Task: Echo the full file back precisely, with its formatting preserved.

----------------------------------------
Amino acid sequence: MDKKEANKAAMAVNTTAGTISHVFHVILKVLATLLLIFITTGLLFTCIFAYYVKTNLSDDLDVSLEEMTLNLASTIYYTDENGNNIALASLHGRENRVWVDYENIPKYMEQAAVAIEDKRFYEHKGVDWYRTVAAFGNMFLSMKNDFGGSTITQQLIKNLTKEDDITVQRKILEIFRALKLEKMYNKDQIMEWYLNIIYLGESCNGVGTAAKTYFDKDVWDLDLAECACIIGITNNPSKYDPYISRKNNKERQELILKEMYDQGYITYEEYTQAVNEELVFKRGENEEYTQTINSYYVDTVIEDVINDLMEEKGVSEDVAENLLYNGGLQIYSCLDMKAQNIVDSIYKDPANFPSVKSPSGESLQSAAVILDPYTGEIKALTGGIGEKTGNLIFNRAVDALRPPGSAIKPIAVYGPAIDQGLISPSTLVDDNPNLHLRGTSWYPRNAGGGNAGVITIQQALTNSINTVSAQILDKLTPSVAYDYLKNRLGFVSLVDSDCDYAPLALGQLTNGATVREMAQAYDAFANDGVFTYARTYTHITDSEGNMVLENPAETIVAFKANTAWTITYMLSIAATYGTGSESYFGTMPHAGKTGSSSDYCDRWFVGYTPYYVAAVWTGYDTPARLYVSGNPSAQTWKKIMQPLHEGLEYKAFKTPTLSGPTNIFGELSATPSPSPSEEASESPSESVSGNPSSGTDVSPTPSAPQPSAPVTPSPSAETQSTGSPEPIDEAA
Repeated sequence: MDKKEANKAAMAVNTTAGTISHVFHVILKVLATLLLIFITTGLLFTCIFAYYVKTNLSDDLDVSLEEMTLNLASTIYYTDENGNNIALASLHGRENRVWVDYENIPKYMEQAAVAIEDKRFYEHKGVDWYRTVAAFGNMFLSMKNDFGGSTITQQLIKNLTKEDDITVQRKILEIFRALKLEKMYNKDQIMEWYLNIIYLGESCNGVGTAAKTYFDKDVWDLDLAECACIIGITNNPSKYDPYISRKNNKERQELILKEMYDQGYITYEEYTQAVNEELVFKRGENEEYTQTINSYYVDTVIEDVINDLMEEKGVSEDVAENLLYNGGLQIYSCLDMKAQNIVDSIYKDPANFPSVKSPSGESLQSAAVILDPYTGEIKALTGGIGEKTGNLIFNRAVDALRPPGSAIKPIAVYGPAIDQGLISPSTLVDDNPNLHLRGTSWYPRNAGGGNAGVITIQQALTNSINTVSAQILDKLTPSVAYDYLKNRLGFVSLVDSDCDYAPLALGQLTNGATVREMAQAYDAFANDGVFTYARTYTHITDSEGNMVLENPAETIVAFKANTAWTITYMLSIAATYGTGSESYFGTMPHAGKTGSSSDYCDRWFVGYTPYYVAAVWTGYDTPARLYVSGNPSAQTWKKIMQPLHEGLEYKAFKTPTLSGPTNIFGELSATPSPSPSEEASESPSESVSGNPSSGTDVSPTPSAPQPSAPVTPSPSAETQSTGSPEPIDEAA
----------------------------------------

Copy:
Amino acid sequence: MDKKEANKAAMAVNTTAGTISHVFHVILKVLATLLLIFITTGLLFTCIFAYYVKTNLSDDLDVSLEEMTLNLASTIYYTDENGNNIALASLHGRENRVWVDYENIPKYMEQAAVAIEDKRFYEHKGVDWYRTVAAFGNMFLSMKNDFGGSTITQQLIKNLTKEDDITVQRKILEIFRALKLEKMYNKDQIMEWYLNIIYLGESCNGVGTAAKTYFDKDVWDLDLAECACIIGITNNPSKYDPYISRKNNKERQELILKEMYDQGYITYEEYTQAVNEELVFKRGENEEYTQTINSYYVDTVIEDVINDLMEEKGVSEDVAENLLYNGGLQIYSCLDMKAQNIVDSIYKDPANFPSVKSPSGESLQSAAVILDPYTGEIKALTGGIGEKTGNLIFNRAVDALRPPGSAIKPIAVYGPAIDQGLISPSTLVDDNPNLHLRGTSWYPRNAGGGNAGVITIQQALTNSINTVSAQILDKLTPSVAYDYLKNRLGFVSLVDSDCDYAPLALGQLTNGATVREMAQAYDAFANDGVFTYARTYTHITDSEGNMVLENPAETIVAFKANTAWTITYMLSIAATYGTGSESYFGTMPHAGKTGSSSDYCDRWFVGYTPYYVAAVWTGYDTPARLYVSGNPSAQTWKKIMQPLHEGLEYKAFKTPTLSGPTNIFGELSATPSPSPSEEASESPSESVSGNPSSGTDVSPTPSAPQPSAPVTPSPSAETQSTGSPEPIDEAA
Repeated sequence: MDKKEANKAAMAVNTTAGTISHVFHVILKVLATLLLIFITTGLLFTCIFAYYVKTNLSDDLDVSLEEMTLNLASTIYYTDENGNNIALASLHGRENRVWVDYENIPKYMEQAAVAIEDKRFYEHKGVDWYRTVAAFGNMFLSMKNDFGGSTITQQLIKNLTKEDDITVQRKILEIFRALKLEKMYNKDQIMEWYLNIIYLGESCNGVGTAAKTYFDKDVWDLDLAECACIIGITNNPSKYDPYISRKNNKERQELILKEMYDQGYITYEEYTQAVNEELVFKRGENEEYTQTINSYYVDTVIEDVINDLMEEKGVSEDVAENLLYNGGLQIYSCLDMKAQNIVDSIYKDPANFPSVKSPSGESLQSAAVILDPYTGEIKALTGGIGEKTGNLIFNRAVDALRPPGSAIKPIAVYGPAIDQGLISPSTLVDDNPNLHLRGTSWYPRNAGGGNAGVITIQQALTNSINTVSAQILDKLTPSVAYDYLKNRLGFVSLVDSDCDYAPLALGQLTNGATVREMAQAYDAFANDGVFTYARTYTHITDSEGNMVLENPAETIVAFKANTAWTITYMLSIAATYGTGSESYFGTMPHAGKTGSSSDYCDRWFVGYTPYYVAAVWTGYDTPARLYVSGNPSAQTWKKIMQPLHEGLEYKAFKTPTLSGPTNIFGELSATPSPSPSEEASESPSESVSGNPSSGTDVSPTPSAPQPSAPVTPSPSAETQSTGSPEPIDEAA